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Your Right to Remain Silent

Your Right to Remain Silent

Being arrested is an uncomfortable and anxiety-producing situation, so a police officer may tell you that everything will be fine if you just give the police information. But when you’re stressed by the arrest, you may inadvertently say something that implies guilt or harms your position. This is why it’s vital that you exercise the Constitutional rights given to you, such as the right to remain silent. This right protects you from attempts by officers to trick or confuse you into saying something that is not in your best interest.

In addition to having a Constitutional right to not say anything, you may also refuse to take field sobriety tests. Despite the fact that an officer may make it seem as though you have no choice in the matter, you can decline the request to take field sobriety tests or coordination tests. Such tests are subjective; meaning the officer’s opinion on your balance, coordination and motor skills drives the result of the test. Thus, these results are not objectively verifiable like the results of a blood or breath test and you should not submit to them.

Here’s a video explaining what you should do if pulled over & suspected for a DUI:


It’s important to remember that the Constitutional rights you have do not simply disappear when you are being detained, questioned, or arrested. Even after you have been deprived of your freedom by an officer taking you into custody, you still have rights. Among the most important type of rights are the Miranda Rights, of which the arresting officer must inform you at the time of the arrest. These rights must be read to you before the officer begins asking you questions, as the rights inform you of your ability to refuse to answer questions and to obtain legal advice before offering any statements or admissions.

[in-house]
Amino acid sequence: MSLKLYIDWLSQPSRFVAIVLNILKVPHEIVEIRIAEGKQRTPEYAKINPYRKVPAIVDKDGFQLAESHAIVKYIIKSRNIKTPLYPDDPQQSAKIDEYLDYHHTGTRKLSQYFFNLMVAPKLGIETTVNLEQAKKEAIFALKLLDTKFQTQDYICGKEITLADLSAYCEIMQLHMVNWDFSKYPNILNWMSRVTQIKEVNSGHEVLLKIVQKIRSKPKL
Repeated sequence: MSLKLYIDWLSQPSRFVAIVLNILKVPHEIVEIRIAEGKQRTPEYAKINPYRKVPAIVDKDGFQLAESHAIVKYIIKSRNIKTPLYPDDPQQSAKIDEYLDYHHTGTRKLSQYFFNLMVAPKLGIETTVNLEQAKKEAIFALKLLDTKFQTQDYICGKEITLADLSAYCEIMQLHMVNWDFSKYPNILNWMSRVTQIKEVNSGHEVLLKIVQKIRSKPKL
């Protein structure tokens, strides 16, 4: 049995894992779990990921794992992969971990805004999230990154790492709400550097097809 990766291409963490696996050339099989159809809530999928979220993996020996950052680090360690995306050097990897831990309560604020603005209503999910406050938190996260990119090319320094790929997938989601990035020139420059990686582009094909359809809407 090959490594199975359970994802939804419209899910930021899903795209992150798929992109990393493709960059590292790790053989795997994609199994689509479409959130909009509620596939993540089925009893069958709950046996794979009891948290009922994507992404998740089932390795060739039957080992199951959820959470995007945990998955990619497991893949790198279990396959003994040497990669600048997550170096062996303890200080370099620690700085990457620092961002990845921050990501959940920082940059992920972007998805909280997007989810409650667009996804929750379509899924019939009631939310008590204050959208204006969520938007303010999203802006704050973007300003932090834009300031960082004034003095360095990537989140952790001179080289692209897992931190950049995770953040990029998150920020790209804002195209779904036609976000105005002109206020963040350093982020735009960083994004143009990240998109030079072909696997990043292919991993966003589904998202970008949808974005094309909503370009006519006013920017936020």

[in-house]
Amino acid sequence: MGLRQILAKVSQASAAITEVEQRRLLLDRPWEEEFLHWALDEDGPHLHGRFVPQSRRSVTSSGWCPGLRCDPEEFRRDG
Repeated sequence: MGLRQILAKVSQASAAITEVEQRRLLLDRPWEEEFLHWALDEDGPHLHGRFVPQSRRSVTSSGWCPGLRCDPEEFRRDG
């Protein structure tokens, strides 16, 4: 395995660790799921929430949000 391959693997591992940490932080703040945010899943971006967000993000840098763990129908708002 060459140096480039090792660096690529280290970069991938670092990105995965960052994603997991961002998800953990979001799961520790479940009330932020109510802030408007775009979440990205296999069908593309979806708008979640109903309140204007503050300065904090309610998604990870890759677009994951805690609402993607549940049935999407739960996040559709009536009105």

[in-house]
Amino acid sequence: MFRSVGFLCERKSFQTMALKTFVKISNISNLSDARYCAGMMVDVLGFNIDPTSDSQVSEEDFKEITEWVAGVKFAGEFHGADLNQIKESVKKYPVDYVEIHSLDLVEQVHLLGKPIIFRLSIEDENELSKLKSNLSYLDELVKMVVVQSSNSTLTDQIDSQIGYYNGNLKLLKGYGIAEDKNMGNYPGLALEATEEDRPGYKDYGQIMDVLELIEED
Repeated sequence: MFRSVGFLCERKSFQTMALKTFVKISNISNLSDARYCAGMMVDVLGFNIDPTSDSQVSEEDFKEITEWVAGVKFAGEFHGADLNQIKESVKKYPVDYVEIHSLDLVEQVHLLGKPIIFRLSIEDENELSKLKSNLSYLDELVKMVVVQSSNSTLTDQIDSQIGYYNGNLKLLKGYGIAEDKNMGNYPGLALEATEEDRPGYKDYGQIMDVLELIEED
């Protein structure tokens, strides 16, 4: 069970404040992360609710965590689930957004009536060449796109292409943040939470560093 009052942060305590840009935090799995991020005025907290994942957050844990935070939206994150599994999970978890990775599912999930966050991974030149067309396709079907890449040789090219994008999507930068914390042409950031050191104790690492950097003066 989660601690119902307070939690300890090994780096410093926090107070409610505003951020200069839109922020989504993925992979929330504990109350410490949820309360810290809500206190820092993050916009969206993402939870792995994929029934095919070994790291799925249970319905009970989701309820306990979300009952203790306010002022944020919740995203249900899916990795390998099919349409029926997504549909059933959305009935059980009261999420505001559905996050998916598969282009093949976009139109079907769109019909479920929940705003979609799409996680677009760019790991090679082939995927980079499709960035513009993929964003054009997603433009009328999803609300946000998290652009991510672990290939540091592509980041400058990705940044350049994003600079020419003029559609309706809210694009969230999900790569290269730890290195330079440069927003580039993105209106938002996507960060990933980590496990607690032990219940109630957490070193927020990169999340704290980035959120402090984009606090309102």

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If any of your Constitutional rights are violated, then the subsequent evidence officers collect as a direct result of the violation will not be admissible in court against you. In other words, if an officer claims you must answer questions or must sign a confession and you do not want to, that evidence can be suppressed.

If you or a loved one has been arrested in Phoenix or anywhere else in Arizona on the suspicion of a DUI or another crime, you need an attorney to fight for your rights. Call DM Cantor any time at 602-737-2812 for a free case consultation. You can also browse our DUI crimes and penalties for more information.

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